DS: I was thinking to myself, why am I doing this? It’s stupid, I could kill myself, even climbing the tower! It is such a adrenaline rush. It’s almost surreal and a little bit above yourself. Reaching out to someone and being able to do blow peoples minds is all I want to do.
FM: Feeding off the energy of the audience and yet being able to disassociate. Creating, delivering and then letting it go. How do you negotiate the high and the lows and the places in between as an artist?
DS: It is pretty interesting, you learn to separate yourself. When you are in the high you take a moment and say: thank you that was awesome! When you are young and you start off, maybe its a bit addicting. If you are not on tour, you get a bit of a down, you may feel you need to get back on tour and do shows.
FM: Circus as a tribe?
DS: What I have seen in circuses is the sense of family and community. Everyone invests and it used to be that artists cooked for each other. Each of our roles are interdependent. We are in it together and you’re not giving your hundred percent, you’re making it hard for the other performers that are coming in after you.
FM: How did you get into the circus?
DS: It is easy to fall into the circus if you are doing the trampoline. In Montreal there are a lot of shows and companies that offer to pick you up. After the high-diving, I got in to a snowboard accident, where I dislocated my shoulder. At that point I remember thinking I need to refocus… and that was getting into the Olympics.
FM: The Olympics!
DS: I had total focus. I told myself every day to make everything possible from the moment I wake up to the moment I got to bed, there can be no efforts for any other objective than the trampoline. It was a huge switch. It was actually one of the most happiest moments in my life that I remember. All I was doing was I was waking up and doing visualizations and training. Just living for that one thing. Everything else was completely blocked out. It may seem selfish, but that’s all I was doing. I moved to New Jersey and trained six hours a day. At one point I realized my body couldn’t follow, I couldn’t keep up. To this day I wonder perhaps I broke mentally as well. That is when I really looked at my life realistically. The olympics were coming. Could I find other ways to seek out my goals, hard work and dedication in this circus discipline? So I completely shifted my attention to circus. Eventually are other things came around, I started working with the A Muse for Seven Fingers, Les 7 doigts de la main. That’s when I discovered that there is much more than the technical. It is so much fun to be challenged.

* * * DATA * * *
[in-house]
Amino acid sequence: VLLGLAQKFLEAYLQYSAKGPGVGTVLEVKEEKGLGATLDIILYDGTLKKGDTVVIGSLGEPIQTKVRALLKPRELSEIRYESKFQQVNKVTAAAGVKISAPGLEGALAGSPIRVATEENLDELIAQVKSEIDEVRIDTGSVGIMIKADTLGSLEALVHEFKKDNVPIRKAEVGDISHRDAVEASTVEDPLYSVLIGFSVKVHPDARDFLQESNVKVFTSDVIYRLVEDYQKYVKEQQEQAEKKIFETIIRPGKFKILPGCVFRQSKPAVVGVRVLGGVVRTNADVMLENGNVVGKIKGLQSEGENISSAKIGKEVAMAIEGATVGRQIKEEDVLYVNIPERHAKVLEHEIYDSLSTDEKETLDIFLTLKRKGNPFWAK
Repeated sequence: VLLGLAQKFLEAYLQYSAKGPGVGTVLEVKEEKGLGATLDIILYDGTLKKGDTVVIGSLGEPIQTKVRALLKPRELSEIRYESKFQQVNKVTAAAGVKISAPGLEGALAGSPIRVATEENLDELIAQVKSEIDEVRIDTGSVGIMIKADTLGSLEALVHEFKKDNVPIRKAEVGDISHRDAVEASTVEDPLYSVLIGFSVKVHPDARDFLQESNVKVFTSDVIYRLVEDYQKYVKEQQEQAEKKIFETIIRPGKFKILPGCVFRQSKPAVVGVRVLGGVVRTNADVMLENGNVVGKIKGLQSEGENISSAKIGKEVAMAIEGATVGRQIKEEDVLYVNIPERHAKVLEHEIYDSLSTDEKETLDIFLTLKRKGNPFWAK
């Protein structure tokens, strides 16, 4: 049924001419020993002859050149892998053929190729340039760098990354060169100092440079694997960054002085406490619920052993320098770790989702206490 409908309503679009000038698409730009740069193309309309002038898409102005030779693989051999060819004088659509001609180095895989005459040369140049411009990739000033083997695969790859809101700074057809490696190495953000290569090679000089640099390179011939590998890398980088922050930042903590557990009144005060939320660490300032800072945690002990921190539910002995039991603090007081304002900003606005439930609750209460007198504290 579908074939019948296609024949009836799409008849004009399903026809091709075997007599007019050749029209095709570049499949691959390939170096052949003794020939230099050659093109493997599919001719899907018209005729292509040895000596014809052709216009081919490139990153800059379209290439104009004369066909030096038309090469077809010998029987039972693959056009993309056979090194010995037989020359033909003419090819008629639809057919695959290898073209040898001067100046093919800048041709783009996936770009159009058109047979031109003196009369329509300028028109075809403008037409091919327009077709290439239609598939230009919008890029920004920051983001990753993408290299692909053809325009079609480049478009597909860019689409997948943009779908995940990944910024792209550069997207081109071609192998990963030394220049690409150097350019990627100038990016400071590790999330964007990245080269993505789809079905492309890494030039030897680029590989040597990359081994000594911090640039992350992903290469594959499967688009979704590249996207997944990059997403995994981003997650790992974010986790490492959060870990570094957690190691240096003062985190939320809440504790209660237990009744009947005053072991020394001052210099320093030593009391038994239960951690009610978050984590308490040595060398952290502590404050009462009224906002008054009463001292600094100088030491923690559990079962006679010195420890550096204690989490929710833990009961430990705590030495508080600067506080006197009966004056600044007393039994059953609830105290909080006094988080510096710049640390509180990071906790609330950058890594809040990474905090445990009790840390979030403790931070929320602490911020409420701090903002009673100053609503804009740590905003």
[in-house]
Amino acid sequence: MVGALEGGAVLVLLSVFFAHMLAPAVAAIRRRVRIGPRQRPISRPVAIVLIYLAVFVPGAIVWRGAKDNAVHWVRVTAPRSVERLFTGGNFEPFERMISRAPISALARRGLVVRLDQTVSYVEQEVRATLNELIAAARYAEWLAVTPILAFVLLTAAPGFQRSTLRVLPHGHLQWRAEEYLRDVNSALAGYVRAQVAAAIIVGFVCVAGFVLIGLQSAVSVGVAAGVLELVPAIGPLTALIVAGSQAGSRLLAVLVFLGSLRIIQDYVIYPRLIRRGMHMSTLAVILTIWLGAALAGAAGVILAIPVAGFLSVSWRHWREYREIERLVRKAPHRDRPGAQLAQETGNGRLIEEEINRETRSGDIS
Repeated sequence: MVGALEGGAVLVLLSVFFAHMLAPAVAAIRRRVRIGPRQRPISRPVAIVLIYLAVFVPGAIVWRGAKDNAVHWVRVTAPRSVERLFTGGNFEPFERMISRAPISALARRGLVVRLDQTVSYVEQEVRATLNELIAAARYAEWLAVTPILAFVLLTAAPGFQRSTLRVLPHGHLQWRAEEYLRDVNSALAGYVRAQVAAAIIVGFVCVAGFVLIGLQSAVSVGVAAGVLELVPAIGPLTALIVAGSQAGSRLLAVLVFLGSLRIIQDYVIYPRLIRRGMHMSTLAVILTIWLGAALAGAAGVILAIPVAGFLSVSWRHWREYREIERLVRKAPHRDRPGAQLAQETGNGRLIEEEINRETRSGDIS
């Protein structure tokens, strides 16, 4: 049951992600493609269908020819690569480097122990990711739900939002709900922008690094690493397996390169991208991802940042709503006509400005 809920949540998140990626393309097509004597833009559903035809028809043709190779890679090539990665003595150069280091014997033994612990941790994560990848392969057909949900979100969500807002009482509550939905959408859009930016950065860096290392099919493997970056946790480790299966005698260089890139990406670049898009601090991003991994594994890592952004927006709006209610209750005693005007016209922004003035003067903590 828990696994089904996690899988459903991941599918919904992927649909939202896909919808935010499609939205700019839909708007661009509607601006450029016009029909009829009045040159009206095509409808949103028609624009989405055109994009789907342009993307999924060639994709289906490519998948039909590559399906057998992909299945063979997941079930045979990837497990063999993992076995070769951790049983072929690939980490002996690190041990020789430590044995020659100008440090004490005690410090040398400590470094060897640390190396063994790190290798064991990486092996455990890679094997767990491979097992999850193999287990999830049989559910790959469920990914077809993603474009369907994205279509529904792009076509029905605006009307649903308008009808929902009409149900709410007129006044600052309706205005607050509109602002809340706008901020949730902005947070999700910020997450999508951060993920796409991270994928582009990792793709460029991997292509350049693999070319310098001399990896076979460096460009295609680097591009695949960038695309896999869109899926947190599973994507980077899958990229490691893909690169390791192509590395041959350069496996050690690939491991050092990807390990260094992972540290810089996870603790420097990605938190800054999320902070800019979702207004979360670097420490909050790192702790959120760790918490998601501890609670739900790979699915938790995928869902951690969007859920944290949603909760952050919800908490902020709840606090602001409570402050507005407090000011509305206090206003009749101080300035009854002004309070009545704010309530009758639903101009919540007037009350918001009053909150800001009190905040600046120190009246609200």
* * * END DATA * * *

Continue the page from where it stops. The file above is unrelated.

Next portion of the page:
FM: You were a model for a while, how was that experience for you?
DS: I was never a huge fan of modeling. I didn’t want to just be a body. I didn’t like that aspect of it. When it feels like I can deliver more. There was no depth to it.
FM: What was your experience for this shoot like?
DS: It was cool. I was feeling in my element, it was fun, because it felt like myself. It was a lot of fun to shoot with you and we used some of my personal stuff, my guitar and we brought my lucky knife. My mom gave it to me, she got into this habit of always bringing me back small pocket knives from different places where she traveled. That one was a rustic gorgeous one she got in France. Like now you are trying to connect to story behind it, that is a different experience, something that I would have enjoyed more.
FM: So, who are you?
DS: I am all my discoveries. I am who I am right now.